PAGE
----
No Need for Rubbing Elbows

I'm not just talking about social distancing. I mean rubbing elbows after an injury, more specifically and elbow injury during baseball.


Let me give you some background. I am a Physical Therapist that played softball my entire life, I was an All-American 3rd baseman in college, and I spent A LOT of time in my college athletic training room and at physical therapy myself. I owe my love of PT to my own injuries and amazing people who got me back on the field (Shout out to Stephanie Fadal PT, DPT and Christanie Monreal DAT, LAT, ATC and Caitlin Hall LAT, ATC - THANKS GUYS!).


All that to say- I'm excited to start my baseball/softball blog series! Today's Subject: Elbows!


1 in 10,000. Thats the ratio we are going to talk about. This means every time a high school baseball player steps on the field (practice or game) he has a 1 in 10,000 chance of getting an elbow injury. On average each player has 100 opportunities for an injury over the course of 1 high school season. Over half of the elbow injuries that occur in baseball occur to pitchers, and injuries are more likely in a competitive opportunity compared to practice. (1)


So lets talk about prevention and care for your elbow, because those injury rates are only going up. Playing at any level requires you to take care of your most valuable piece of equipment- YOU. Just think, your parents spend so much time and money running you all over the county or country in some cases and you get hurt? Lame.


#1 STOP THROWING WEIGHTED BALLS. STOP IT.


Yes, it can increase velocity, but do you know why? Research's best guess is that it increases external rotation ROM. There are other ways to increase external rotation (Whether it's a good idea is a different subject). Here's the biggest why you should stop this old mans trick. In one study 24% of the players throwing weighted balls sustained an injury, while none of the athletes in the control group (no weighted balls) sustained an injury. (2)


#2 Strengthen your forearm


The stress put on your ligament on the inside of your elbow while pitching exceeds its threshold pretty often, the muscles that help it out are your WRIST flexors. Here's 2 exercises to add in to your warm up routine to strengthen those up!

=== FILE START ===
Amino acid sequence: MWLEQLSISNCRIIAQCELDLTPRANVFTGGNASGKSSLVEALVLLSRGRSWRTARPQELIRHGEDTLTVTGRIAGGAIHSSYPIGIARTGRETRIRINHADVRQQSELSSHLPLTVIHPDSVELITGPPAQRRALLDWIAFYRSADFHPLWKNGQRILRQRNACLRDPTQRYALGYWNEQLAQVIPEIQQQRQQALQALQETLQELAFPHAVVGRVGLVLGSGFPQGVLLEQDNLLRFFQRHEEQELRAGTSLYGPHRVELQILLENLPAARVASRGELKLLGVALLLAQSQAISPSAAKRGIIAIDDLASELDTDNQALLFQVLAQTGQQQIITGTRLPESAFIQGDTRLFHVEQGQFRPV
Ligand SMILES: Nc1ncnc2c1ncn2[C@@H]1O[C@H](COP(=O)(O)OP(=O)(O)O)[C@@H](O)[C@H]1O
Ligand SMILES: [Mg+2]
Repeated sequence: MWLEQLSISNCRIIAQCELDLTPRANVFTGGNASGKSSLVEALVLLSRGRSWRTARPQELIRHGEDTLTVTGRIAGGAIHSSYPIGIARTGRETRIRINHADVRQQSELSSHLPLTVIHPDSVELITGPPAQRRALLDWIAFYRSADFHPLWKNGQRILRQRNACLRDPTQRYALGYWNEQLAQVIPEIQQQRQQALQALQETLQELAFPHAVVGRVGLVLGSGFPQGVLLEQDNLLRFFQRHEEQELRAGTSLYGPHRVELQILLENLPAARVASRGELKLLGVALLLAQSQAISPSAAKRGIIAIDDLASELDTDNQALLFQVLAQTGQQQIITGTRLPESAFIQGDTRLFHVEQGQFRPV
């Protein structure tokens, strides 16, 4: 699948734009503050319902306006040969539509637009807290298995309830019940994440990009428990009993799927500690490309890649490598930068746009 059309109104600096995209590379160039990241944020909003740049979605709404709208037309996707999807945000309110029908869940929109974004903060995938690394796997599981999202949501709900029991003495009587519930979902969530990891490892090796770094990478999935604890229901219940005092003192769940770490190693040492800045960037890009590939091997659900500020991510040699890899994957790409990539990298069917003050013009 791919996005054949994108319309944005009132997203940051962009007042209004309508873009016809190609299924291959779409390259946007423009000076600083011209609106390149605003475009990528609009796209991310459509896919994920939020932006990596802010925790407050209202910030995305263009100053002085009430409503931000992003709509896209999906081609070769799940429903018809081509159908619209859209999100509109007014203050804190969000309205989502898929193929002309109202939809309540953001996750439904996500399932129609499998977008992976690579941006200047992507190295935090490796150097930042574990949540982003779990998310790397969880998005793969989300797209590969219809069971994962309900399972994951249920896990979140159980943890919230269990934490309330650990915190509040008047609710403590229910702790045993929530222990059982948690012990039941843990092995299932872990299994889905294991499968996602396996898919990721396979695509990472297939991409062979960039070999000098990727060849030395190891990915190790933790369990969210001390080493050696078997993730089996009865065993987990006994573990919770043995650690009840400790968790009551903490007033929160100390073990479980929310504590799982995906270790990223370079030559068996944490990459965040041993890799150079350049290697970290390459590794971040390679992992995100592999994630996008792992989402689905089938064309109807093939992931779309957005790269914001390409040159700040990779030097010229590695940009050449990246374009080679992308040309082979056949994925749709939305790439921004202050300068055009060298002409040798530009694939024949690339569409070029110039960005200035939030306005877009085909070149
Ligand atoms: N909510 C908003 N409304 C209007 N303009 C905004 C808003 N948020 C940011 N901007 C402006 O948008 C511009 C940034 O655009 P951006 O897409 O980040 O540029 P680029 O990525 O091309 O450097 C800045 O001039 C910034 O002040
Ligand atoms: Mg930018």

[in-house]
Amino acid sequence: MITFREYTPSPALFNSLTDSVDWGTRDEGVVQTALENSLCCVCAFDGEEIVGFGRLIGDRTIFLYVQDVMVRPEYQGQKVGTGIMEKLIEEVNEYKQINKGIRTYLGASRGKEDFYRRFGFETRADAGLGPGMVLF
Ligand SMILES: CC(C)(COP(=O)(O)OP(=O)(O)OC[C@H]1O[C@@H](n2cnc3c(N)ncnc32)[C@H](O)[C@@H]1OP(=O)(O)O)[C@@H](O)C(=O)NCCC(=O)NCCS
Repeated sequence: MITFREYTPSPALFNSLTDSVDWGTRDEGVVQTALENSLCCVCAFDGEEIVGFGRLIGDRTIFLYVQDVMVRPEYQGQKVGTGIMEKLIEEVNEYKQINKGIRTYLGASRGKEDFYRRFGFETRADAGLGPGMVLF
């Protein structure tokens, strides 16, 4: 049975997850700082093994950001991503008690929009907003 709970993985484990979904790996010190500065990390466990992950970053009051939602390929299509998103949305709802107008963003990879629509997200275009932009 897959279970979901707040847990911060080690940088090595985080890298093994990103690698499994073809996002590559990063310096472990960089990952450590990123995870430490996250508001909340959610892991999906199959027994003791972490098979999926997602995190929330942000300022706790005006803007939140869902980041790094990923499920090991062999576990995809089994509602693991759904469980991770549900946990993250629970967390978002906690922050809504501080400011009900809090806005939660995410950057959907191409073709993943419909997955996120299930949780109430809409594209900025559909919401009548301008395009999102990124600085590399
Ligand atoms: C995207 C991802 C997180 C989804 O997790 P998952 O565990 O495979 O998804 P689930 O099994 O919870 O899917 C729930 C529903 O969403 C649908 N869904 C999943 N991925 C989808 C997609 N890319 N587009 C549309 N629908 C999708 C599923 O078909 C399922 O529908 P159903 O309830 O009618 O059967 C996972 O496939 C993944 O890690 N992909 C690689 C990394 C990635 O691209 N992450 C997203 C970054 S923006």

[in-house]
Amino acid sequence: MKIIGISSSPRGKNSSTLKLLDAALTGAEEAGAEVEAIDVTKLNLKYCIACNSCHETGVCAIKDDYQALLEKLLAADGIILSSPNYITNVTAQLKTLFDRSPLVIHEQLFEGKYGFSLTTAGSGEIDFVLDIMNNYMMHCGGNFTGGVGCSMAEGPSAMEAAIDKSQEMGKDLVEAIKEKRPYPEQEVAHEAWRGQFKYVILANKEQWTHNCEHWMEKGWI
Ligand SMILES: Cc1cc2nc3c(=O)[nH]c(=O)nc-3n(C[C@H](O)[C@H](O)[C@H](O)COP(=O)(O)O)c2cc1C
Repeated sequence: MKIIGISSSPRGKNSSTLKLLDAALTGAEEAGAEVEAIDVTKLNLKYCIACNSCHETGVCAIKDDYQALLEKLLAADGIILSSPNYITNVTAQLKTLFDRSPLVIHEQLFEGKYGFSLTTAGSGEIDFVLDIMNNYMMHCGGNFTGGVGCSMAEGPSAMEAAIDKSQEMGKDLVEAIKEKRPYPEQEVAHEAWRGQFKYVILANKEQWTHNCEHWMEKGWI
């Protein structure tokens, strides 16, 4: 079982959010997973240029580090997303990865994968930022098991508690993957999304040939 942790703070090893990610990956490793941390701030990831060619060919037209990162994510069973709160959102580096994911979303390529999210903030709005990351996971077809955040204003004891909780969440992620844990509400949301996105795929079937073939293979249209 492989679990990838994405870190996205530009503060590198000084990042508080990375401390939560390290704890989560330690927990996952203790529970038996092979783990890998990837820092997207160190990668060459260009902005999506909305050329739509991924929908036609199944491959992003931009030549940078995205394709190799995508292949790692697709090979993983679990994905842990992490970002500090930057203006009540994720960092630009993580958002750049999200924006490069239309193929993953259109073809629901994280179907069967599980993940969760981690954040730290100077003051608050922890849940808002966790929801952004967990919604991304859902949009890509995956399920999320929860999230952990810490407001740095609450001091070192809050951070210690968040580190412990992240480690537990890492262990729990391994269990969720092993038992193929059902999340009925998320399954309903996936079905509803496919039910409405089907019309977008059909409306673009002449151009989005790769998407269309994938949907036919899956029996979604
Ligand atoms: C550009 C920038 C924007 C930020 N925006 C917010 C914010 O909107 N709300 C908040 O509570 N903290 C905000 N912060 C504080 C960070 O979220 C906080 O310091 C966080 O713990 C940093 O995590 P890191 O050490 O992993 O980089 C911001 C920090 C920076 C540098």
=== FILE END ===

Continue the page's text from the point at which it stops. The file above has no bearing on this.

^Grab your band with your non-throwing arm and hold securely. With Throwing arm down by your side grip the band and pull down moving only your wrist. Pull and Relax very slowly.



^ Grab a hammer! Top video :Hold it out in front of you with your throwing arm. Slowly, using only your wrist rotate the hammer in a half circle turning your hand up and down.

Bottom video: Hold the hammer upright and move the hammer towards and away from you. Again, Go slow.


#3 Monitor your shoulder range on motion

Like I mentioned in #1 - increased external range of motion at your shoulder MIGHT increase your velocity, HOWEVER, the more external rotation you have the less stable the front of your shoulder gets. Making sure you maintain a healthy amount of internal rotation can keep your shoulder in a healthy balance. Heres a good stretch to add to your stretching routine following a pitching workout.


Lay on your side and place the arm you are laying on straight out in front of you. Bend your elbow and gently press your hand towards the table with the opposite arm.


LAST BUT NOT LEAST

I know we missed A LOT of baseball and softball this year, and I am just as sad as you are, I promise. My last piece of advice is to not try to squeeze in more and more pitching when you know your arm needs a day off. I DO NOT MEAN TO DO NOTHING - Work out that shoulder, do all the stability work you want, but don't throw at competition level every day. Don't be dumb just because you missed baseball.


Thanks for reading! Share with your baseball friends, kids, players, dads, coaches, really everyone.


Kelley Hale PT, DPT

Owner/Physical Therapist of Legacy Physical Therapy and Wellness

817-756-5366

www.legacyptw.com





Citations

  1. Pytiak, Andrew V., et al. "An epidemiological comparison of elbow injuries among United States high school baseball and softball players, 2005-2006 through 2014-2015."Sports health10.2 (2018): 119-124.

  2. Reinold, Michael M., et al. "Effect of a 6-week weighted baseball throwing program on pitch velocity, pitching arm biomechanics, passive range of motion, and injury rates."Sports health10.4 (2018): 327-333.

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